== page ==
Artificial Intelligence technology to convert brain signals of speech impaired humans into language

Researchers from Indian Institute of Technology (IIT) Madras have developed an Artificial Intelligence technology to convert brain signals of speech impaired humans into language. The other major application for this field of research is that the researchers can potentially interpret nature’s signals such as plant photosynthesis process or their response to external forces, the institute said in a press release.

A team of researchers lead by Vishal Nandigana, assistant professor, Fluid Systems Laboratory, Department of Mechanical Engineering, is working on this area of research.

Electrical signals, brain signal or any signal, in general, are waveforms which are decoded to meaningful information using physical law or mathematical transforms such as Fourier Transform or Laplace transform. These physical laws and mathematical transforms are science-based languages discovered by renowned scientists such as Sir Isaac Newton and Jean-Baptiste Joseph Fourier.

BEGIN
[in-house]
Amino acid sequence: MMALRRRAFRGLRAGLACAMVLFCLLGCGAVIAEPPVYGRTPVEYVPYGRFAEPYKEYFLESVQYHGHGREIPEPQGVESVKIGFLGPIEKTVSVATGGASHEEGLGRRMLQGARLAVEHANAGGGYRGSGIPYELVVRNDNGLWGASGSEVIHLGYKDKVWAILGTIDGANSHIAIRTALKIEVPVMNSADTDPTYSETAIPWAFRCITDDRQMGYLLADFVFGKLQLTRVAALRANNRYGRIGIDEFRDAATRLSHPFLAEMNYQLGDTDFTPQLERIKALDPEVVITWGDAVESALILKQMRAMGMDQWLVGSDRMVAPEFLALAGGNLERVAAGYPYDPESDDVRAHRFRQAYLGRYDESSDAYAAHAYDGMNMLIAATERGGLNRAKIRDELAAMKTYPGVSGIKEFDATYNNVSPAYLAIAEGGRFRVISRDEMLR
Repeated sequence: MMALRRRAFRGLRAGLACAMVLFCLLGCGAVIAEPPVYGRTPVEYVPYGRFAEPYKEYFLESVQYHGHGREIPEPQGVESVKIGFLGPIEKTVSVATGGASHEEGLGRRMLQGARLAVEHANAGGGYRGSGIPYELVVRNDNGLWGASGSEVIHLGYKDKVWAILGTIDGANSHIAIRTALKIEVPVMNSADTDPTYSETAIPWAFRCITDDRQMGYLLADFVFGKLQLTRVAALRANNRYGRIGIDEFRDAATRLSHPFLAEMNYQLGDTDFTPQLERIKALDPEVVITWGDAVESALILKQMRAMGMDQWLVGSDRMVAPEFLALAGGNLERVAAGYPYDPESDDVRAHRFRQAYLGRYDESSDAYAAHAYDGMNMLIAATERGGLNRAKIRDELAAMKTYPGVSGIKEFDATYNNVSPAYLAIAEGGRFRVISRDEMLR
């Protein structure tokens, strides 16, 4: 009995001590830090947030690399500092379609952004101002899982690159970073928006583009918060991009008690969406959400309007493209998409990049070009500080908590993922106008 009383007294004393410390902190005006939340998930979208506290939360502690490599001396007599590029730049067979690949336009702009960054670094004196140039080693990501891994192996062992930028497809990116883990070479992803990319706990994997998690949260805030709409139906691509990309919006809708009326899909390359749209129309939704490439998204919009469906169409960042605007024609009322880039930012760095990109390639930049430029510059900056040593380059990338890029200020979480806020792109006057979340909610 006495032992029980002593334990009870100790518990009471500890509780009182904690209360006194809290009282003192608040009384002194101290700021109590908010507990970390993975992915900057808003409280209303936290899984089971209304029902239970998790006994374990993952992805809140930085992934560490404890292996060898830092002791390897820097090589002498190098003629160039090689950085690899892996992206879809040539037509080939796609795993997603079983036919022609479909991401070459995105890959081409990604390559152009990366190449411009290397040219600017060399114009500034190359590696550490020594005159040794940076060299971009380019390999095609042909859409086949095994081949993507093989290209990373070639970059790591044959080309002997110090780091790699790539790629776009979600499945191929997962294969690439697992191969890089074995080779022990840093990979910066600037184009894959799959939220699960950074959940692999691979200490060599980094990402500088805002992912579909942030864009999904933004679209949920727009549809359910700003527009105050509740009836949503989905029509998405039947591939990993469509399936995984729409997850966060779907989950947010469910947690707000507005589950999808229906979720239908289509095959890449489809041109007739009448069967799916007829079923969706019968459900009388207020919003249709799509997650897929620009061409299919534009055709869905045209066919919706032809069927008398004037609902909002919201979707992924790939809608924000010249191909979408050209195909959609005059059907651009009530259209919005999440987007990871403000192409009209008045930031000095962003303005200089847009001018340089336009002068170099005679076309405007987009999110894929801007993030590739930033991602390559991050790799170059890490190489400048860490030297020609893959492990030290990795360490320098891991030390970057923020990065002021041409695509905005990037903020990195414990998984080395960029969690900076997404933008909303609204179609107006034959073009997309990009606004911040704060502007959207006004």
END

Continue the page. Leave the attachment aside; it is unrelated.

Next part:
Elaborating on this research, Nandigana said, “The output result is the ionic current, which represents the flow of ions which are charged particles. These electrically driven ionic current signals are worked on to be interpreted as human language meaning speech.”

“This would tell us what the ions are trying to communicate with us. When we succeed with this effort, we will get electrophysiological data from the neurologists to get brain signals of speech impaired humans to know what they are trying to communicate.”

The other major application of this field of research potentially is that can it interpret nature’s signals, like plant photosynthesis process or their response to external forces when their real data signal is collected. “The big breakthrough will be can we interpret what plants and nature is trying to communicate to us. This will help in predicting monsoons, earthquake, floods, Tsunami and other natural disasters using our Artificial Intelligence and Deep Learning algorithms,” said Nandigana.

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